How your school should use its Gonski money

How your school should use its Gonski money
New research outlining how Gonski 2.0 funding should be spent says schools should invest in evidence-based, cost-effective policies to improve literacy and numeracy results.

Giving teachers fewer classes, early literacy and numeracy, and classroom management training are three worthwhile investments. In contrast, more education technology and reducing class sizes are not supported by the evidence.

In Getting the most out of Gonski 2.0: The evidence base for school investments, Centre for Independent Studies (CIS) education policy analyst, Blaise Joseph, outlined the importance of school investments being evidence-based and cost-effective, and proposes three key investments with the potential to significantly improve Australia's lagging student literacy and numeracy results:

Early literacy and numeracy
Intervention to help students who are underachieving in literacy and numeracy is more effective in early primary years than in later schooling. In particular, primary schools should invest in training for teachers to improve teaching of reading and phonics instruction, which they do not receive from teacher education degrees.

Give teachers fewer classes and more time outside the classroom
Australian teachers spend more time each day teaching in class, relative to the OECD and the top-performing countries. Teachers should be given fewer classes each day so they can have more time outside the classroom to develop and improve their teaching.

Classroom management training for teachers
Australia has high levels of classroom misbehaviour, compared to the OECD and top-performing countries, which has negative effects on student achievement. Teachers could benefit from undergoing training to learn and foster evidence-based classroom management techniques, to make up for gaps in knowledge offered by teacher education degrees.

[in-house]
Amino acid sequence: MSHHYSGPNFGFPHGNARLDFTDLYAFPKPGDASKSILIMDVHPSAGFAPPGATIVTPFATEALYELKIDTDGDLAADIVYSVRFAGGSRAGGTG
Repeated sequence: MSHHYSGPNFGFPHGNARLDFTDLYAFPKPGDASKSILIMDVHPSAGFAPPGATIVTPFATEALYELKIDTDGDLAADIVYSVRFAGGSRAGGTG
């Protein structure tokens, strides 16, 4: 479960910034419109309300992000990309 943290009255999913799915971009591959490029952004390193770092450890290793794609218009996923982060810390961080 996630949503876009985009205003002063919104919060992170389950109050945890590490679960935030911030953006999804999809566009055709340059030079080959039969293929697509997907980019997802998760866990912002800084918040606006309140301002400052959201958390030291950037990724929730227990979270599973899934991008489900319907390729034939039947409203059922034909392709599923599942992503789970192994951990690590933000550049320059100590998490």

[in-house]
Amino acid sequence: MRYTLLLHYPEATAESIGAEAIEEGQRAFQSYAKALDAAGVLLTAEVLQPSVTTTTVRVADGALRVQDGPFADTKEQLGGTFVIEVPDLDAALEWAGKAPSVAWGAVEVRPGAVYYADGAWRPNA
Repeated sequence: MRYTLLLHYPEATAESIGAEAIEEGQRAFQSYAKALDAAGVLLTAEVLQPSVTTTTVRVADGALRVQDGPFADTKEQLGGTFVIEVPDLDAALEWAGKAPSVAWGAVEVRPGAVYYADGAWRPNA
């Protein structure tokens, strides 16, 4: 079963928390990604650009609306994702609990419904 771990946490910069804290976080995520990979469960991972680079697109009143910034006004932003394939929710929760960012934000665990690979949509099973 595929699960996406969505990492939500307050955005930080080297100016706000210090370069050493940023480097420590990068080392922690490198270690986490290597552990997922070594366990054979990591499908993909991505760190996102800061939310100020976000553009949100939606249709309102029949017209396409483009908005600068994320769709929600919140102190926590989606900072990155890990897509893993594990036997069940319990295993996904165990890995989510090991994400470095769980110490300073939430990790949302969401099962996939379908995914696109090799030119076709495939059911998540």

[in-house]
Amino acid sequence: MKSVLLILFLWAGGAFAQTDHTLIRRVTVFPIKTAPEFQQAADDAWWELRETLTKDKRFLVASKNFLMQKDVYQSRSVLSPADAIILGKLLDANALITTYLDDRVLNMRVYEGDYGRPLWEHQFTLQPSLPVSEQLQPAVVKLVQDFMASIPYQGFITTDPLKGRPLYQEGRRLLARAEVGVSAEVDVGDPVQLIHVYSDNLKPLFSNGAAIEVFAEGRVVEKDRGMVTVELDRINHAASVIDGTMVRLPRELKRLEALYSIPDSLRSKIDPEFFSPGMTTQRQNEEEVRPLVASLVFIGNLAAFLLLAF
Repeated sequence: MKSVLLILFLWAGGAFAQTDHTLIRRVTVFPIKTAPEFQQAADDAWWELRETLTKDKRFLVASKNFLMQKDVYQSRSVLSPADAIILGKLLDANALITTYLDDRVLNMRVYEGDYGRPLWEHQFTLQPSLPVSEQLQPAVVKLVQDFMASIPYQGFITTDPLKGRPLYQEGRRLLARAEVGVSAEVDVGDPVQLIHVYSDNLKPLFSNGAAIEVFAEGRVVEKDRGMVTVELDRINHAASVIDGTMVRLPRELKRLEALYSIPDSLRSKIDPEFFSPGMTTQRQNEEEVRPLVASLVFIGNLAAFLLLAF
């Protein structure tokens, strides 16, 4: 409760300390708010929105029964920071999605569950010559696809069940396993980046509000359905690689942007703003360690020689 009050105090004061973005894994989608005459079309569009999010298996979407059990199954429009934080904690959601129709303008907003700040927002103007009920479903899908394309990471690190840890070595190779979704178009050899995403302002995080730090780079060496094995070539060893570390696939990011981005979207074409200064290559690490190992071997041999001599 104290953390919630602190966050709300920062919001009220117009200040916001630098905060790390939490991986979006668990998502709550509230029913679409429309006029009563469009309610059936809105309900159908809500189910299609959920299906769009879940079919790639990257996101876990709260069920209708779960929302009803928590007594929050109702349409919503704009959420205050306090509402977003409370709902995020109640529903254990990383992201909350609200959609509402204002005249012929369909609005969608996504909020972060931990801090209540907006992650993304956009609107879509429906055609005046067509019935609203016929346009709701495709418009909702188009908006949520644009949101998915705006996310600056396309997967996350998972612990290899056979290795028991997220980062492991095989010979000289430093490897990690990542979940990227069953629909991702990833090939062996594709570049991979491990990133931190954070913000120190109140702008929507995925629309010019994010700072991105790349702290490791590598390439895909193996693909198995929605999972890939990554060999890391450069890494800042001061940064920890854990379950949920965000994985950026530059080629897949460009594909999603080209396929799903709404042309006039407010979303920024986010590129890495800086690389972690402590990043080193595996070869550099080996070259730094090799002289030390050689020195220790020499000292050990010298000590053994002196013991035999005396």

“These three approaches wouldn’t necessarily cost much more money, if for example school professional development budgets were prioritised towards more important training like phonics instruction and classroom management, and if class sizes were increased to offset the cost of fewer classes per teacher.” Joseph said.

“One important caveat is that only NSW and the ACT have accreditation standards for teacher professional development providers, which means much of the compulsory training teachers attend isn’t necessarily evidence-based.”

He added that the States and territories should have “more rigorous and transparent standards” for professional development providers.

The report also critiques two common school investments, arguing they are not adequately evidence-based or cost-effective:

Smaller class sizes
Reducing class sizes would be expensive, have the potential to reduce teacher quality, and have only minor positive effects on student achievement. Furthermore, relative to the OECD average and high-achieving countries, Australian class sizes are not especially large.

The extent of any positive effects for education technology is uncertain. Australia already invests in and uses significantly more school technology relative to the rest of the world, but this by itself has not helped to improve literacy and numeracy.

Joseph also said the additional Gonski 2.0 money – $23.5bn from the federal government over the next 10 years – would be ineffectual in boosting Australia’s academic performance unless the money is spent on evidence-based policies.

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